Often out of devastation blooms hope and new purpose. Sometimes devastation is the impetus for global action. And global action is sometimes the only way to honour the thousands of victims of a tragedy.
On April 24, 2013, the Rana Plaza building in Bangladesh collapsed. This incident is the fourth largest industrial disaster in history after the death toll stood at 1 138 people, with an additional 2 500 injured.
All five clothing factories in the plaza were producing garments for the western market. What’s more, most of the victims of the building collapse were women.
The devastation shone the spotlight on how clothes for western markets were being made. It threw up many questions about human rights, wages, human dignity and slavery. But out of the tragedy was born Fashion Revolution a global movement that is demanding change and encouraging a fashion industry that values people, the environment, creativity and profit in equal measure.
By asking #whomademyclothes, Fashion Revolution is getting more and more brands to disclose where their clothes are being made.
In April 2016, when the movement first published its Fashion Transparency Index, only 5 brands disclosed a list of their manufacturers. And only two of those brands published names and addresses of sub-contractors or fabric/yarn suppliers.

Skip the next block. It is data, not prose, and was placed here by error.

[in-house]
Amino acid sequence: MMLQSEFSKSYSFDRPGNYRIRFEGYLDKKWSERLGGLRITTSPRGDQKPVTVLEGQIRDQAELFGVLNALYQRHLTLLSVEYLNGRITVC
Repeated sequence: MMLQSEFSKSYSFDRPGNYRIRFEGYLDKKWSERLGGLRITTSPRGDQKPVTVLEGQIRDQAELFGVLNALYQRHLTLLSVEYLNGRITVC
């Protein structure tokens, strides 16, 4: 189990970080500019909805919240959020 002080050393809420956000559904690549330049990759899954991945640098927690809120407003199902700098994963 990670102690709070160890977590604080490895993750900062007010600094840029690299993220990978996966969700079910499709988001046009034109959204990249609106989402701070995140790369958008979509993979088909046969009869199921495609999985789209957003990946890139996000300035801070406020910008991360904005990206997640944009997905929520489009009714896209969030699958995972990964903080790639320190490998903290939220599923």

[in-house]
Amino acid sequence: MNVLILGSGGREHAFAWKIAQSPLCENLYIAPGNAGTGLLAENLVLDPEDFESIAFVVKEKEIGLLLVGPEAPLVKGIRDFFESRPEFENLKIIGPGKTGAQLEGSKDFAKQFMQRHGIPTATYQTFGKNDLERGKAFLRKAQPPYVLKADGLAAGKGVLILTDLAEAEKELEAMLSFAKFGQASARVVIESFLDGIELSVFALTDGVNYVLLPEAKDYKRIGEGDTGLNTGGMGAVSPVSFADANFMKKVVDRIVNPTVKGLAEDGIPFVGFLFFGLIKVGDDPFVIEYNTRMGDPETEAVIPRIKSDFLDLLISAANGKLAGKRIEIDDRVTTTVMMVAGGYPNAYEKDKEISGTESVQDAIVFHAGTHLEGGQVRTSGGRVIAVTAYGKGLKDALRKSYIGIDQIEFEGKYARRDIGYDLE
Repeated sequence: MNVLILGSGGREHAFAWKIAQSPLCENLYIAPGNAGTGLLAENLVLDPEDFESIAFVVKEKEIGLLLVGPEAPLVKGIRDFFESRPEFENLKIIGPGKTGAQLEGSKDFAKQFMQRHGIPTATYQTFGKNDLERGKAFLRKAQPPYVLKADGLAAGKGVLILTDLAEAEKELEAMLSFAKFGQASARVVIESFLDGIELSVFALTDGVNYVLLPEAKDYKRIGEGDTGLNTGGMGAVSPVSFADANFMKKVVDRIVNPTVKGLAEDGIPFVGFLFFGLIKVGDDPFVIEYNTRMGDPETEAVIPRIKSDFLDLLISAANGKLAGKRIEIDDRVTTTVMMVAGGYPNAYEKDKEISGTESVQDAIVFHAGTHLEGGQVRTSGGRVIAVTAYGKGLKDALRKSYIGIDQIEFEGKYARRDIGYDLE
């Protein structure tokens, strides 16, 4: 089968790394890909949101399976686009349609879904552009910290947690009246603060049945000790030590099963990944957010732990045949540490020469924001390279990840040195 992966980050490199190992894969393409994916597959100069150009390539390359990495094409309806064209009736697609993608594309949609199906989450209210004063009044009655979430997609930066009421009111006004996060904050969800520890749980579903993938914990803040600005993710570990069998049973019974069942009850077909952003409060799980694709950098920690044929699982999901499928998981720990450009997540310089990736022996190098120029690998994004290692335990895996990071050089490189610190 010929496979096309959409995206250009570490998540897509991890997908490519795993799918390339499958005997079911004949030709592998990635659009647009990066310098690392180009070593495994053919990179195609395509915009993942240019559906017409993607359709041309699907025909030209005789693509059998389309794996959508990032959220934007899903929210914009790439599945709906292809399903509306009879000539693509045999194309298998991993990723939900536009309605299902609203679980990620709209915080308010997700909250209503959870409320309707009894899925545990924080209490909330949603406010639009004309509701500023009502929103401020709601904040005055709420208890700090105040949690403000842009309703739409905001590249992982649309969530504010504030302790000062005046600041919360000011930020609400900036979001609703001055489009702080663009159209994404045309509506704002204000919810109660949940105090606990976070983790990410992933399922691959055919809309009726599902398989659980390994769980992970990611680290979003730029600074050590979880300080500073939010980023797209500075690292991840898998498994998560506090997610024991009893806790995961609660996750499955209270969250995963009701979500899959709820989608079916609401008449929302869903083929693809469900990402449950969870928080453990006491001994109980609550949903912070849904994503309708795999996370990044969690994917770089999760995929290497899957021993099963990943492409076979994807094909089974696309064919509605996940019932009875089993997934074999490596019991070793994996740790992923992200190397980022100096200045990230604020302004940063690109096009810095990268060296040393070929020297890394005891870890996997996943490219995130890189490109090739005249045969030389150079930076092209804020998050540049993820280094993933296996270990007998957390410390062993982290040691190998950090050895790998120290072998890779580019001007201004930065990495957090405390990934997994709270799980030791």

Two years on and it’s evident the tide is changing. As of March 2018, after numerous campaigns by active citizens, a whopping 152 brands are disclosing at least some of the facilities making their clothes.
Publishing these lists is crucial – it helps workers themselves, as well as communities, unions and NGOs, alert brands of potential human rights and environmental problems in their supply chains.
This transparency also helps consumers understand #whomademyclothes.
Fashion Revolution is calling on brands to take the Transparency Pledge and do more. The movement believes brands should provide a greater level of detail in their supplier lists.
The list of brands already answering the call is growing. But there is a long way to go. These lists are just the beginning of an active movement to make the fashion industry more accountable.
Add your voice – join the #whomademyclothes call this Fashion Revolution Week (April 23-29) and encourage your favourite brands to be more transparent.
To find out how you can make a difference, join the Fashion Revolution Durban team at the iconic KZNSA Gallery on May 3 for an evening of talks, an exhibition of artworks and innovative products, educational video clips, a swap shop and even a bit of retail therapy.
The team will also be announcing the winner of their #Haulternative competition.
From a one-man band in 2017, the team in Durban has grown to 10 passionate individuals who are proud of the Durban chapter of the movement. This year, they are planning a number of events to highlight the issues around ethical and sustainable fashion. The aim is to encourage conscious consumption and sustainable lifestyles.